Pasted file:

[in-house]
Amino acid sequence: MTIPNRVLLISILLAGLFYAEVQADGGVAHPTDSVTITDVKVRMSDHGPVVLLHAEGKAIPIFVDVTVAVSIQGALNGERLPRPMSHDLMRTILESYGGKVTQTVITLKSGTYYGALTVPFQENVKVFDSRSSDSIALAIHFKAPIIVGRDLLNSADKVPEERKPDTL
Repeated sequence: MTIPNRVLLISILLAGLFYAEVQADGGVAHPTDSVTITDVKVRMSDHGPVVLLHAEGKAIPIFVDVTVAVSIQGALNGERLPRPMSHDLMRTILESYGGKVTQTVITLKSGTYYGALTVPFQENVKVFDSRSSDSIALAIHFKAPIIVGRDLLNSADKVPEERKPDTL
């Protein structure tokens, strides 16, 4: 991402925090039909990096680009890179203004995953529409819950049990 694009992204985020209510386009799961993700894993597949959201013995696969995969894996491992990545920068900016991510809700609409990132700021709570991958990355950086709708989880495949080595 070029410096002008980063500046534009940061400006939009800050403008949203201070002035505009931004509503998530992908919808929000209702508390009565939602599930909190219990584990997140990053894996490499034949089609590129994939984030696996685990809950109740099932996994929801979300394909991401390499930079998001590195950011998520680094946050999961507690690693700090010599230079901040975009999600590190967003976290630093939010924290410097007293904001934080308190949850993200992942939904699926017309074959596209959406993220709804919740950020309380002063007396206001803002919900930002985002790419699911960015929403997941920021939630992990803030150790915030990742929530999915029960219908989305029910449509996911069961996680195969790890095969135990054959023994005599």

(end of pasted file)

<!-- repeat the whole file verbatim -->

[in-house]
Amino acid sequence: MTIPNRVLLISILLAGLFYAEVQADGGVAHPTDSVTITDVKVRMSDHGPVVLLHAEGKAIPIFVDVTVAVSIQGALNGERLPRPMSHDLMRTILESYGGKVTQTVITLKSGTYYGALTVPFQENVKVFDSRSSDSIALAIHFKAPIIVGRDLLNSADKVPEERKPDTL
Repeated sequence: MTIPNRVLLISILLAGLFYAEVQADGGVAHPTDSVTITDVKVRMSDHGPVVLLHAEGKAIPIFVDVTVAVSIQGALNGERLPRPMSHDLMRTILESYGGKVTQTVITLKSGTYYGALTVPFQENVKVFDSRSSDSIALAIHFKAPIIVGRDLLNSADKVPEERKPDTL
């Protein structure tokens, strides 16, 4: 991402925090039909990096680009890179203004995953529409819950049990 694009992204985020209510386009799961993700894993597949959201013995696969995969894996491992990545920068900016991510809700609409990132700021709570991958990355950086709708989880495949080595 070029410096002008980063500046534009940061400006939009800050403008949203201070002035505009931004509503998530992908919808929000209702508390009565939602599930909190219990584990997140990053894996490499034949089609590129994939984030696996685990809950109740099932996994929801979300394909991401390499930079998001590195950011998520680094946050999961507690690693700090010599230079901040975009999600590190967003976290630093939010924290410097007293904001934080308190949850993200992942939904699926017309074959596209959406993220709804919740950020309380002063007396206001803002919900930002985002790419699911960015929403997941920021939630992990803030150790915030990742929530999915029960219908989305029910449509996911069961996680195969790890095969135990054959023994005599």